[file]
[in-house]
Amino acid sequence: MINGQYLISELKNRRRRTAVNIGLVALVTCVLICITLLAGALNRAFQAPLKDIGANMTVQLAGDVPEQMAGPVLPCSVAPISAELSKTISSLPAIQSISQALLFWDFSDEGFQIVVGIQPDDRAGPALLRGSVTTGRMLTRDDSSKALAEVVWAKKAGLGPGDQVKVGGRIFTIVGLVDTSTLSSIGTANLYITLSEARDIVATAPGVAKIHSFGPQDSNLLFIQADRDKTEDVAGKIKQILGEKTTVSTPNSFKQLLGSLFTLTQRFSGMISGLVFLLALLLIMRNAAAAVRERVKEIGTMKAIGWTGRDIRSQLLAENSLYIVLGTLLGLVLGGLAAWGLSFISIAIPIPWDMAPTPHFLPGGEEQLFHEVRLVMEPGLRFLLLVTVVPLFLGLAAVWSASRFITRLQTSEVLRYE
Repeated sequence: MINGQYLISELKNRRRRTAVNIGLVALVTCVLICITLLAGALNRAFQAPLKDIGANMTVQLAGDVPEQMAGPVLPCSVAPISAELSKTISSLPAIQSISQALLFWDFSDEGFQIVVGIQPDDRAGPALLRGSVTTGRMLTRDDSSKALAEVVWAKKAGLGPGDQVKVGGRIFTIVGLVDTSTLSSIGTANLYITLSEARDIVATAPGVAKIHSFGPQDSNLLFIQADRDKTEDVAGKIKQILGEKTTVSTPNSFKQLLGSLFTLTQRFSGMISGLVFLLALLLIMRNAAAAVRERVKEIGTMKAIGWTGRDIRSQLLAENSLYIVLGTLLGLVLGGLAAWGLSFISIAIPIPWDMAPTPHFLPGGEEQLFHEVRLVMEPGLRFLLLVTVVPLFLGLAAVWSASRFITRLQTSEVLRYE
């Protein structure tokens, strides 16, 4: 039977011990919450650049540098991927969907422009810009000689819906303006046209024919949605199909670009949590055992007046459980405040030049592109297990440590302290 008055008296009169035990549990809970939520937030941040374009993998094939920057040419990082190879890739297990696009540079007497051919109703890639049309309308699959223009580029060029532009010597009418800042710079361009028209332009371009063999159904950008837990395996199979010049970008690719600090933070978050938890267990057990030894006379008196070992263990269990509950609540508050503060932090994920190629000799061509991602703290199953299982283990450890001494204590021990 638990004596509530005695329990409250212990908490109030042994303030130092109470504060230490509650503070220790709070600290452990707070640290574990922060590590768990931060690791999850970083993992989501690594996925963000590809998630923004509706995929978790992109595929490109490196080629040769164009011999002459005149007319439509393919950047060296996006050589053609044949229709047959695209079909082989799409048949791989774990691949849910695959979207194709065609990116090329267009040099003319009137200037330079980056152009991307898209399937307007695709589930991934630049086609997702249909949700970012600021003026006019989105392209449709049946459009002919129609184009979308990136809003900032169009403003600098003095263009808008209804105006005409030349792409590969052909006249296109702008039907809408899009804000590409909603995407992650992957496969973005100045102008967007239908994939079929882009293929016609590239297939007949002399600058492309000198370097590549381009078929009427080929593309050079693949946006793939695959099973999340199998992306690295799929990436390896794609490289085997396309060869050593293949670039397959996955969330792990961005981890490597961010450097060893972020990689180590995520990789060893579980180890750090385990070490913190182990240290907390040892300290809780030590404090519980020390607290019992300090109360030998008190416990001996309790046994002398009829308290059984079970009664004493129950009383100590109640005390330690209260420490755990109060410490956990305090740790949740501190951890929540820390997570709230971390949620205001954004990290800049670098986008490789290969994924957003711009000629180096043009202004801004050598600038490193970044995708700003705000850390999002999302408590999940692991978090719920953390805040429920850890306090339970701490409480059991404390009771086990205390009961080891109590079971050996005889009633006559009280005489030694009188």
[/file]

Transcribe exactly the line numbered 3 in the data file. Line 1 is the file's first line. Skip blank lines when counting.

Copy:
Repeated sequence: MINGQYLISELKNRRRRTAVNIGLVALVTCVLICITLLAGALNRAFQAPLKDIGANMTVQLAGDVPEQMAGPVLPCSVAPISAELSKTISSLPAIQSISQALLFWDFSDEGFQIVVGIQPDDRAGPALLRGSVTTGRMLTRDDSSKALAEVVWAKKAGLGPGDQVKVGGRIFTIVGLVDTSTLSSIGTANLYITLSEARDIVATAPGVAKIHSFGPQDSNLLFIQADRDKTEDVAGKIKQILGEKTTVSTPNSFKQLLGSLFTLTQRFSGMISGLVFLLALLLIMRNAAAAVRERVKEIGTMKAIGWTGRDIRSQLLAENSLYIVLGTLLGLVLGGLAAWGLSFISIAIPIPWDMAPTPHFLPGGEEQLFHEVRLVMEPGLRFLLLVTVVPLFLGLAAVWSASRFITRLQTSEVLRYE